What are good foods to eat on a diabetic diet?

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Your diabetes-friendly shopping list should include:

Vegetables
Tip: These nonstarchy veggies can fill the "produce" portion of your plate:
  • Artichokes
  • Asparagus
  • Beets
  • Bell peppers
  • Broccoli
  • Brussels sprouts
  • Cauliflower
  • Carrots
  • Celery
  • Cucumber
  • Eggplant
  • Green beans
  • Jicama
  • Leafy greens
  • Leeks, onions
  • Mushrooms
  • Snow peas
  • Summer squash
  • Tomatoes
  • Zucchini
Tip: These starchy veggies can fill the "starch" section of your plate:
  • Corn
  • Green peas
  • Parsnips
  • Potatoes
  • Winter squash
Fruit
Tip: Opt for fresh, and avoid added sugars if you go with canned or frozen instead.
  • Apples
  • Apricots
  • Berries
  • Bananas
  • Cherries
  • Citrus fruit
  • Grapes
  • Kiwifruit
  • Mangoes
  • Melons
  • Nectarines
  • Peaches
  • Pears
  • Pineapple
  • Plums
Seasonings
Tip: Research suggests cinnamon, cloves, and allspice may have a stabilizing effect on blood sugar.
  • Fresh herbs (rosemary, basil, mint, cilantro, chives, dill, etc.)
  • Low-sodium spices
  • Vinegars (cider, red wine, rice wine, etc.)
For the most part, nutrition guidelines for people with diabetes match what everyone should be doing for their health.

You need a balanced diet to get the nutrients you need for good health. (Yes, your mom was right.) Since you have diabetes, this balancing act is even more important -- you need to balance food choices with other parts of your treatment, like your medication and exercise plan. Learning a few basics (like those below) can help you do this.

Build a better diet with these 6 basic building blocks:
  • Choose unsaturated fats and oils rather than saturated or trans fats.
  • Include more vegetables and whole fruits in your meals -- they're full of fiber and vitamins.
  • Eat more whole grains like whole-wheat bread, brown rice, and oatmeal.
  • Choose heart-healthy proteins like beans, skinless poultry, and lean meat.
  • Select low-fat dairy products most of the time.
  • Limit your salt intake -- and also go easy on sweets and alcohol.
The key to managing blood sugars is not so much what you should or shouldn’t eat, but the size of your portions. Foods high in carbohydrate (such as breads, pasta, rice, beans, fruits, milk, yogurt, and sweets) eventually break down to glucose in your blood stream. These foods should be eaten in only moderate amounts and spread evenly across the day to help even out the peaks and valleys in your glucose levels. Divide your plate into zones:  Fill ½ your plate with vegetables. Let starches and protein rich foods (like beans or meat) each fill up a quarter of the plate. Take your milk and fruit in moderate portions on the side.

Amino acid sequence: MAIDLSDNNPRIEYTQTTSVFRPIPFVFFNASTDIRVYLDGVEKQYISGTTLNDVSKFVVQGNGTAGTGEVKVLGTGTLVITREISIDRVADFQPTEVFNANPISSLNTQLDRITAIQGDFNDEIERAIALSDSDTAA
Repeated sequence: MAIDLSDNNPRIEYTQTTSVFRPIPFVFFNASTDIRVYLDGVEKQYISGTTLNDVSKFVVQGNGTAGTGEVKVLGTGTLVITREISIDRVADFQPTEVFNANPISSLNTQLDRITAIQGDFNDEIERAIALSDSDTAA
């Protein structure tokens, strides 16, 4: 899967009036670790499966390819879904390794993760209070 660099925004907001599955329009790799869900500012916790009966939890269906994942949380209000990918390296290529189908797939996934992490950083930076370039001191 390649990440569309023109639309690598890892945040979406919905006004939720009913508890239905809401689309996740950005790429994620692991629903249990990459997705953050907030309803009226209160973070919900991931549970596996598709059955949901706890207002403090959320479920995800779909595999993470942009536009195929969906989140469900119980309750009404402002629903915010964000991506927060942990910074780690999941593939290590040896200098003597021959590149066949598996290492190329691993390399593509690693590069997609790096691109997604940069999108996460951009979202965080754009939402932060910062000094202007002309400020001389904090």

Knowing what to eat can be confusing. Everywhere you turn, there is news about what is or isn't good for you. Some basic principles have weathered the fad diets and have stood the test of time.

Here are a few tips on making healthful food choices for you and your entire family:
  • Eat lots of vegetables and fruits. Try picking from the rainbow of colors available to maximize variety.
  • Eat non-starchy vegetables such as spinach, carrots, broccoli, or green beans with meals.
  • Choose whole grain foods over processed grain products. Try brown rice with your stir fry or whole wheat spaghetti with your favorite pasta sauce.
  • Include dried beans (like kidney or pinto beans) and lentils into your meals.
  • Include fish in your meals 2-3 times a week.
  • Choose lean meats like cuts of beef and pork that end in "loin," such as pork loin and sirloin. Remove the skin from chicken and turkey.
  • Choose non-fat dairy such as skim milk, non-fat yogurt, and non-fat cheese.
  • Choose water and calorie-free "diet" drinks instead of regular soda, fruit punch, sweet tea, and other sugar-sweetened drinks.
  • Choose liquid oils for cooking instead of solid fats that can be high in saturated and trans fats. Remember that fats are high in calories. If you're trying to lose weight, watch your portion sizes of added fats.
  • Cut back on high calorie snack foods and desserts like chips, cookies, cakes, and full-fat ice cream.
  • Eating too much of even healthful foods can lead to weight gain. Watch your portion sizes.
Cindy Guirino
Nutrition & Dietetics
Why eat good when you can eat GREAT! A great food group for people with diabetes to focus on is the nonstarchy vegetable. This group of vegetables is full of fiber, low in carbohydrates, and contains vitamins and minerals.

For example, you can eat a full cup of sliced red peppers and your body is only getting 25 calories plus 3 grams of fiber and 284 mg of vitamin C!

Another GREAT choice would be a cup of sliced cucumbers, zucchini, carrots, or tomatoes.
Judy Caplan
Nutrition & Dietetics
Fresh vegetables and fresh fruit, lean protein, whole grains, beans, and healthy oils. These are the mainstay of a healthy diabetic diet.
Jessica Crandall
Nutrition & Dietetics

Any food can be eaten on a diabetic diet; however the portion size and frequency could have an effect on your health. Foods high in carbohydrates and fat should be eaten in moderation. Lean proteins and nonstarchy veggies can be eaten more frequently. A carb consistent diet is encouraged, meaning you eat small amounts of carbs throughout the day. Please speak with your dietitian further about how to implement this into your lifestyle.

Pierre Dukan
Nutrition & Dietetics